wetlands in Western Australia
Wetland vegetation and flora, part 4:
In Chapter 2: Understanding wetlands
A guide to managing and restoring wetlands in Western Australia
Part 1: Overview – separate PDF
Includes glossary, references and appendices
Part 2: Kimberley – separate PDF
Part 3: Deserts – separate PDF
Part 4: Southwest – this PDF
Saline wetlands of the Southwest
Saline basin wetlands
Freshwater wetlands of the Southwest
Part 5: Southern Swan Coastal Plain – separate PDF
Profile of a wetland complex: Yalgorup National Park wetlands (Part 5)
Profile of a wetland complex: Brixton Street Wetlands (Part 5)
Western Australia is a very large state and there is a great deal of variability in wetland
vegetation and flora across it. The Southwest is one of three major climatic and
biogeographical zones (Figure 86):
• Kimberley – tropical, warm to hot all year, summer rainfall and a dry winter
• Deserts – hot desert, infrequent erratic rainfall
• Southwest – Mediterranean, warm to hot dry summer, cool wet winter.
The differing climate of these three regions drives important variations in wetland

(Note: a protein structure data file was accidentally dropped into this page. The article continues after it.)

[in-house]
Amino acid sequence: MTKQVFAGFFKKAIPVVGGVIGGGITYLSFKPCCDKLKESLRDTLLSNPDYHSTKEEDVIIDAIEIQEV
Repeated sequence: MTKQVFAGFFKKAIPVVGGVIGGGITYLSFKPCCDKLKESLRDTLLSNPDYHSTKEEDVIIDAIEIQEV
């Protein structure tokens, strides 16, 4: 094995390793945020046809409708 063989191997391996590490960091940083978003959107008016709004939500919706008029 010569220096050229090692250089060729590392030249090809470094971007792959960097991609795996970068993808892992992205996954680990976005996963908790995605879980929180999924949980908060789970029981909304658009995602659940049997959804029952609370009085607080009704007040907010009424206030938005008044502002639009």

Figure 86. WA’s bioregions and the three climatic zones used in this topic. Image – C. Auricht,
The next major driver of the wetland vegetation and flora characteristics of the
Southwest is whether they inhabit freshwater or saline wetlands. Wetland plant
communities are distinctive of the zone and water chemistry, contributing both to the
local and state identity and contributing greatly to the uniqueness of WA and Australia.
Thirdly, in addition to zone and freshwater/saline divisions, the Southwest wetlands
can be grouped according to the similarity of their vegetation characteristics. In the
Southwest zone, these groups are:
• saline lagoons
• saline basin wetlands
• saline riverine
• groundwater fed
• perched wetlands.
The Southwest is world renowned for its plant diversity and large number of endemic
plant species and communities. This diversity, combined with it being the wettest area
of the state, has resulted in an immense variety of wetlands. Also, being in the most
populous area of the state, these wetlands have suffered the greatest impacts from
clearing, agriculture and urban uses, leading to loss, fragmentation and degradation.
The Southwest wetlands are the best known and most studied in WA. A substantive
number of reports deal with a variety of plant-related wetland topics including:
descriptions of individual wetlands, groups of wetlands and regional groups, wetland
mapping; regional floristic data; and wetland management (related to various aspects
such as regions, reserves, rare species and communities). However, there are no true
regional overviews, databases or bibliographies on the Southwest’s wetland plants.
For the purposes of this topic, the Southwest incorporates nine bioregions: Yalgoo,
Geraldton Sandplains, Avon Wheatbelt, Swan Coastal Plain, Jarrah Forest, Warren,
Esperance Plains, Mallee and Coolgardie. The Yalgoo and Coolgardie are generally